6 Symptoms of Geriatric Depression and How You Can Help
Geriatric Depression – also known as old age depression, or depression of the elderly – is a silent, often unrecognized culprit that affects a significant number of aging adults. Although constant sadness is part of aging, elderly depression is not. Identifying the signs and symptoms of depression among old people can help families and caregivers administer appropriate aid. Here are five warning signs to look out for if you’re suspecting a family member or a patient is suffering from geriatric depression.
A common symptom of elderly depression is constant feelings of sadness. If your aging family member or patient has been sad for long periods of time, it’s time to assess their emotional state. Watch out for constant tearfulness, loss of interest to communicate, and neglect of self-care.
Avoiding Social Activities
One warning sign that your loved one is suffering from old age depression is withdrawal from social activities. If the person you care for seem to avoid activities that used to bring them enjoyment, take time to check on them. Withdrawal from family and friends can also be a tell-tale sign of undiagnosed depression.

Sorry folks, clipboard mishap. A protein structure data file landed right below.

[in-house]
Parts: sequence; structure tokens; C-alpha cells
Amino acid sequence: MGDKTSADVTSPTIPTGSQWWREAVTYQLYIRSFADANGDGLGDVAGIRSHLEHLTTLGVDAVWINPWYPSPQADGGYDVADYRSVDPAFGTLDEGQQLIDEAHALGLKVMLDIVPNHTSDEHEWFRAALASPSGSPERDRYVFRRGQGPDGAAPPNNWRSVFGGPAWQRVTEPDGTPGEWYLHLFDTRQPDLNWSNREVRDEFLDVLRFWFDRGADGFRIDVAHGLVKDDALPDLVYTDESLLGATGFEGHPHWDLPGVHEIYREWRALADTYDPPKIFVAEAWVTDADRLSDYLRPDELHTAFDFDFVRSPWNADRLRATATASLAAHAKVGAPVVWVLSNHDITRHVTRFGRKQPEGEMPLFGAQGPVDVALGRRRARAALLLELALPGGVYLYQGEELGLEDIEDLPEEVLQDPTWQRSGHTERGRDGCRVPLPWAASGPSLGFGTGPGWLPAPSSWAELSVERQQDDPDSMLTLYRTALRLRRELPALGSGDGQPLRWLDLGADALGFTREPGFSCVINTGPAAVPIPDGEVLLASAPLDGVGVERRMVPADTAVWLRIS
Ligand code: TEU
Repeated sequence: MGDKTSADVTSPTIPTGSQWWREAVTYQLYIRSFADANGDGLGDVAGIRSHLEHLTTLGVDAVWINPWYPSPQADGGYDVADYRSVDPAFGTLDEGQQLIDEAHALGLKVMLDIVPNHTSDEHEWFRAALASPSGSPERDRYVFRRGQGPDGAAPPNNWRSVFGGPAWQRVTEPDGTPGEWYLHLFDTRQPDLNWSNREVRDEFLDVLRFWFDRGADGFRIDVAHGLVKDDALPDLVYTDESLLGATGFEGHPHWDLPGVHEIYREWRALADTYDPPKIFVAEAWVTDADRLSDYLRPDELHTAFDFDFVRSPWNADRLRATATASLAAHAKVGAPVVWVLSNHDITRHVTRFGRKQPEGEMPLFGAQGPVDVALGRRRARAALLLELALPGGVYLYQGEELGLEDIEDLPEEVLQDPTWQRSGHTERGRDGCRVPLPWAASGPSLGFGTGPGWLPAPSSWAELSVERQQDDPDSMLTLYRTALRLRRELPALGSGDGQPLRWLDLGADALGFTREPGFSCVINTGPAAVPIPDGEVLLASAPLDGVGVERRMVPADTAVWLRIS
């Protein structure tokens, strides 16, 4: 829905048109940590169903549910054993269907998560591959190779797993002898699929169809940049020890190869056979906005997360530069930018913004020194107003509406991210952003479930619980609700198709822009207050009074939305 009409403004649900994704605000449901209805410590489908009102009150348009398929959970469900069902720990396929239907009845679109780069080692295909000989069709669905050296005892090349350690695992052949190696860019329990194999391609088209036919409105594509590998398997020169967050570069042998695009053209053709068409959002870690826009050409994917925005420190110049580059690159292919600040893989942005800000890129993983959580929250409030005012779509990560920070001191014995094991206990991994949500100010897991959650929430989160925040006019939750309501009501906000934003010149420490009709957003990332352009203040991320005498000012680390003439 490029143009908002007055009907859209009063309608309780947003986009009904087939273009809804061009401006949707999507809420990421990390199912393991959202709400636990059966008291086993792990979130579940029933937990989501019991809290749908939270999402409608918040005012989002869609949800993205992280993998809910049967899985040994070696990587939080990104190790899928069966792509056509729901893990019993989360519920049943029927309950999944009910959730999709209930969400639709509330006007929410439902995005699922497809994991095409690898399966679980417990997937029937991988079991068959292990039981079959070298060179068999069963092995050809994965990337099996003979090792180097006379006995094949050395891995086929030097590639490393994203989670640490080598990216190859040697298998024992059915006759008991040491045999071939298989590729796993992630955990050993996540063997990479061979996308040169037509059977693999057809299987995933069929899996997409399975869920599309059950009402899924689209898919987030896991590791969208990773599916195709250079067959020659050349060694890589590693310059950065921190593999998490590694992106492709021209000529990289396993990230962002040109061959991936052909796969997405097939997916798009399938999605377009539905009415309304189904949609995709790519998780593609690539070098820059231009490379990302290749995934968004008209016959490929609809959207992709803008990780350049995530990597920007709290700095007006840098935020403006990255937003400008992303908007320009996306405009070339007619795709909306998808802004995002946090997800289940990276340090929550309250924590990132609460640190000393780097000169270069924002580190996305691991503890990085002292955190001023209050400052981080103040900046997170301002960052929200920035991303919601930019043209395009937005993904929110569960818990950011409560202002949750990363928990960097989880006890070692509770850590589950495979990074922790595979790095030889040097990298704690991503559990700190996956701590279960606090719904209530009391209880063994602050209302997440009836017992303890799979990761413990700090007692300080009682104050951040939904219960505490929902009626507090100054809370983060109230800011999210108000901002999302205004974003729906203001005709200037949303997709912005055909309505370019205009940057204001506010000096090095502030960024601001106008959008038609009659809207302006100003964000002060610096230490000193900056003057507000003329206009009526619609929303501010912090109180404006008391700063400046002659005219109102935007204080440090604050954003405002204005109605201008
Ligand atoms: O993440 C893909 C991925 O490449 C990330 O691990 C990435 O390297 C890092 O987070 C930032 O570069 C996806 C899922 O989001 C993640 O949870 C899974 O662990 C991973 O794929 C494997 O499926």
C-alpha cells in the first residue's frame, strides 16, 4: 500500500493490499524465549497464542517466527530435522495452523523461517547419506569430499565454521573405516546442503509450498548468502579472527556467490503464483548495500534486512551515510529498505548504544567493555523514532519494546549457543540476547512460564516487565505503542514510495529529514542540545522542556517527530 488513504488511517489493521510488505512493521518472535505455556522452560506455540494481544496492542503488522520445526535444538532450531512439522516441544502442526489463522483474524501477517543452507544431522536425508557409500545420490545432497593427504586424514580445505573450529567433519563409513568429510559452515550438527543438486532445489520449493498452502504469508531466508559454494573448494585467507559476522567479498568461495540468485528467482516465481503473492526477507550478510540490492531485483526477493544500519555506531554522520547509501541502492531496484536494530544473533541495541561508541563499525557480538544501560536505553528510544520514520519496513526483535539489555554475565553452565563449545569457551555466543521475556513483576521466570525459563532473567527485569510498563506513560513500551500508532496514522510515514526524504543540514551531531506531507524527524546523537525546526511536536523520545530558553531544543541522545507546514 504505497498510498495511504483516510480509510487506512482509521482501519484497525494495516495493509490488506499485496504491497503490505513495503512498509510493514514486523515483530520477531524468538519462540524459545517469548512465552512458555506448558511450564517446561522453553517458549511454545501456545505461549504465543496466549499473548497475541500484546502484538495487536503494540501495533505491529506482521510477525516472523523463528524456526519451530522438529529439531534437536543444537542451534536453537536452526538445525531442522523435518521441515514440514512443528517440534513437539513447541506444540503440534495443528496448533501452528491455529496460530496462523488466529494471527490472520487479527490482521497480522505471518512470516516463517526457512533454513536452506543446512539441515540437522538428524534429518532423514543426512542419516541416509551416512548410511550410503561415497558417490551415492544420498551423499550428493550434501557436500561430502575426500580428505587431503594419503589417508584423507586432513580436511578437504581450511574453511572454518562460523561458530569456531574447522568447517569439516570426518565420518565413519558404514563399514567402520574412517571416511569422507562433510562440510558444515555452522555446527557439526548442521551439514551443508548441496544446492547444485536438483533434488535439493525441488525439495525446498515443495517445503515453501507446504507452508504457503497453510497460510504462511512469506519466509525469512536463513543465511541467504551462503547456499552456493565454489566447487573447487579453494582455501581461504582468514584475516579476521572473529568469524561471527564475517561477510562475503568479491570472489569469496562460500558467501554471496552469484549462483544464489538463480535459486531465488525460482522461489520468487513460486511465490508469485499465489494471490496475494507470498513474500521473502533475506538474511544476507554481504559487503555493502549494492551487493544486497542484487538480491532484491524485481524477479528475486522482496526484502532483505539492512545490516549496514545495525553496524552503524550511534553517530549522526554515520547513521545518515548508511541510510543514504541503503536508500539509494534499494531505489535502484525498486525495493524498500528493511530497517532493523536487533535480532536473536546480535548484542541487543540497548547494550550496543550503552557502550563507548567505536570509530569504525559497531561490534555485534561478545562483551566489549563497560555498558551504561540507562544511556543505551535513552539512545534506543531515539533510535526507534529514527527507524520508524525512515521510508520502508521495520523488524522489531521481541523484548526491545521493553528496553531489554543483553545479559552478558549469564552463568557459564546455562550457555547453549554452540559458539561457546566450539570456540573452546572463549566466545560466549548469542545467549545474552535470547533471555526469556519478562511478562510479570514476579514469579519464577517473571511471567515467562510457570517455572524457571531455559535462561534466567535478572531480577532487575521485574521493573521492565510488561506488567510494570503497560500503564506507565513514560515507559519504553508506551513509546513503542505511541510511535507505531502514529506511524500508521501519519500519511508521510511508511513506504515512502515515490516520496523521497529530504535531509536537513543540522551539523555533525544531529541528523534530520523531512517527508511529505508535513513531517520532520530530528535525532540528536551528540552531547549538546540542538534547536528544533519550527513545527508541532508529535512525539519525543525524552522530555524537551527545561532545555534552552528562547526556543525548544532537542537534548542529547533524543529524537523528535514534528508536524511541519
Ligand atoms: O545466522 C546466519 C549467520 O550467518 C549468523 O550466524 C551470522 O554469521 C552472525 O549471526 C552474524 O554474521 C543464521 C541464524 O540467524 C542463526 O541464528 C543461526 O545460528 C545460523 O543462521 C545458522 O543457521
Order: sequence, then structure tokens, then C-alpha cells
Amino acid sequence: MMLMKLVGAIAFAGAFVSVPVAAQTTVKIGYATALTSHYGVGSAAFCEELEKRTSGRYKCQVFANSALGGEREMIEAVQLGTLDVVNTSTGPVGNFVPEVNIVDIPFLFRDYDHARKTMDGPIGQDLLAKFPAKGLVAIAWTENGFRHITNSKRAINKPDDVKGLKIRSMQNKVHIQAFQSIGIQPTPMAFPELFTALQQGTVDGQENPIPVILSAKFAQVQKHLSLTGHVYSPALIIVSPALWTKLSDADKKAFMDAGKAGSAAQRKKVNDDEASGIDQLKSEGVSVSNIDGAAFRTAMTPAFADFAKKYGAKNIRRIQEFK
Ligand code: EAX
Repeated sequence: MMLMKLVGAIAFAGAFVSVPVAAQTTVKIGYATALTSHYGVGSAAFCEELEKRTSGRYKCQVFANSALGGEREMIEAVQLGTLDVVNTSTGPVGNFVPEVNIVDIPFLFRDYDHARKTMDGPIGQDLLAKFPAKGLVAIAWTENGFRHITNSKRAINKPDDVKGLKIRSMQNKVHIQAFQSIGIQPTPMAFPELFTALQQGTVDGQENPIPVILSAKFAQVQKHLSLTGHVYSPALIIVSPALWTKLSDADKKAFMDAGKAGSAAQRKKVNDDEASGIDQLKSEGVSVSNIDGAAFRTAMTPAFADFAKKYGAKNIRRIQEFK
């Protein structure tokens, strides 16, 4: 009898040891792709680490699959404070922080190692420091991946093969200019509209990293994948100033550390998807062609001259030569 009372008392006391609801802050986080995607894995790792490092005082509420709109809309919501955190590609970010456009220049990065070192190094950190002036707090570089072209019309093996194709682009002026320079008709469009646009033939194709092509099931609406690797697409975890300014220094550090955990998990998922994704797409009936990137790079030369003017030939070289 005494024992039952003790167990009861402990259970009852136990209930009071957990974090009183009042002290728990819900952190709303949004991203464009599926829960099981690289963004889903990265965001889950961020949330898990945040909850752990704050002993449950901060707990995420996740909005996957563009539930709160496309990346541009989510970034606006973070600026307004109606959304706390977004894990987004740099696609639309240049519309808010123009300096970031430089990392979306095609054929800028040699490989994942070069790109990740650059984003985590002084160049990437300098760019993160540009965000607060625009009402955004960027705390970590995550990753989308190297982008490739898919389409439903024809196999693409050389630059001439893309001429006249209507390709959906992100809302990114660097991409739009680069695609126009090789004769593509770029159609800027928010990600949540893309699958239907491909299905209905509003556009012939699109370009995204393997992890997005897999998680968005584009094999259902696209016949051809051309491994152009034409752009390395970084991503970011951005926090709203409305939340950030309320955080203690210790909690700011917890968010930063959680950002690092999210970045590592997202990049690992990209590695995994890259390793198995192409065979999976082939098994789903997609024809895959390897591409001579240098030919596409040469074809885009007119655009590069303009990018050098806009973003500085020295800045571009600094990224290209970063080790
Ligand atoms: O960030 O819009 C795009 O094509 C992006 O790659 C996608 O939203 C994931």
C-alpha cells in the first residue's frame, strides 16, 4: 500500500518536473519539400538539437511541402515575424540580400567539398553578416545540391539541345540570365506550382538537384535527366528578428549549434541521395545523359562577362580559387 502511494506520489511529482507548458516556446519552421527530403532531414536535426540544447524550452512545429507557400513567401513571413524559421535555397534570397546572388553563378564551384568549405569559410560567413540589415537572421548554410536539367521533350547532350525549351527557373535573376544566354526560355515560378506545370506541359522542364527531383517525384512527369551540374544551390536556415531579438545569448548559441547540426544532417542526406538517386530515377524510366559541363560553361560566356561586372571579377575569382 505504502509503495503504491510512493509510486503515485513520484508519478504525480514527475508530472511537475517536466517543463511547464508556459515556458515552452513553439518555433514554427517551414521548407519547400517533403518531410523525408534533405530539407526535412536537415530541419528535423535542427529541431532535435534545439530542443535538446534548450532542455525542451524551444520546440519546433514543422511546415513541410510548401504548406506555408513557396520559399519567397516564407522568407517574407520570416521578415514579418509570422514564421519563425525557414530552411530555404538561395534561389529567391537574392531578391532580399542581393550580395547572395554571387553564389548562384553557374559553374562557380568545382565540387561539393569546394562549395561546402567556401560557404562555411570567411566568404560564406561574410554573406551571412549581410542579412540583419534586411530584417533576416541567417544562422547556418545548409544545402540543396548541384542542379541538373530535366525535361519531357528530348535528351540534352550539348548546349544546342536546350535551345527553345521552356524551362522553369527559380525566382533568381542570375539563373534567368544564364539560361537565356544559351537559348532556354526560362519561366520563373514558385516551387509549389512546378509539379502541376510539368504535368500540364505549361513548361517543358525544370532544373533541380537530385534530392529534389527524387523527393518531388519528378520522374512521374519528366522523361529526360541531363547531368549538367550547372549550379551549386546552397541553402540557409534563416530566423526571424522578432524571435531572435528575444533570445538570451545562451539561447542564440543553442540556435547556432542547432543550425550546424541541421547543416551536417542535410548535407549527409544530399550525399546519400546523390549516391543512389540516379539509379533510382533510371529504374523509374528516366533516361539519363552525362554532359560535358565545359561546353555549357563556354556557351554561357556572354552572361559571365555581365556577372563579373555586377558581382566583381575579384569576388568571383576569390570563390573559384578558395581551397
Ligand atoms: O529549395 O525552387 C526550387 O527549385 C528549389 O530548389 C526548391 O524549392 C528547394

Somatic complaints – one common sign of geriatric depression – is characterized by a person’s extreme and almost obsessive concern with their physical health. Somatic symptoms may be in the form of fatigue, body pain, dizziness, and fainting. A person’s anxiety triggered by these concerns can be too much that it can interfere with their daily ways.
Loss of Appetite
Montefiore Medical Center’s Director of Geriartric Psychiatry, Dr Gary Kennedy, said that “loss of appetite can be an early sign of depression or a warning of depression relapse.” Loss of appetite among old people can be caused by a variety of reasons ranging from bad dentures to depression. However, if a person’s loss of appetite runs for weeks, it’s time to check their emotional state.